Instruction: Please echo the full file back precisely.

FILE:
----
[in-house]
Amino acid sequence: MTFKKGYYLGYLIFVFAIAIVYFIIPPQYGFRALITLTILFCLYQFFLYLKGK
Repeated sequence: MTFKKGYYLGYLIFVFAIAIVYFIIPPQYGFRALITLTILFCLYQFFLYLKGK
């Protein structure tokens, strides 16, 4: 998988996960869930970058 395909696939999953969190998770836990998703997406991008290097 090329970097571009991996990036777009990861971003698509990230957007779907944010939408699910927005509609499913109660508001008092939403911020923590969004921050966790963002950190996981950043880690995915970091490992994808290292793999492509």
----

[in-house]
Amino acid sequence: MTFKKGYYLGYLIFVFAIAIVYFIIPPQYGFRALITLTILFCLYQFFLYLKGK
Repeated sequence: MTFKKGYYLGYLIFVFAIAIVYFIIPPQYGFRALITLTILFCLYQFFLYLKGK
């Protein structure tokens, strides 16, 4: 998988996960869930970058 395909696939999953969190998770836990998703997406991008290097 090329970097571009991996990036777009990861971003698509990230957007779907944010939408699910927005509609499913109660508001008092939403911020923590969004921050966790963002950190996981950043880690995915970091490992994808290292793999492509």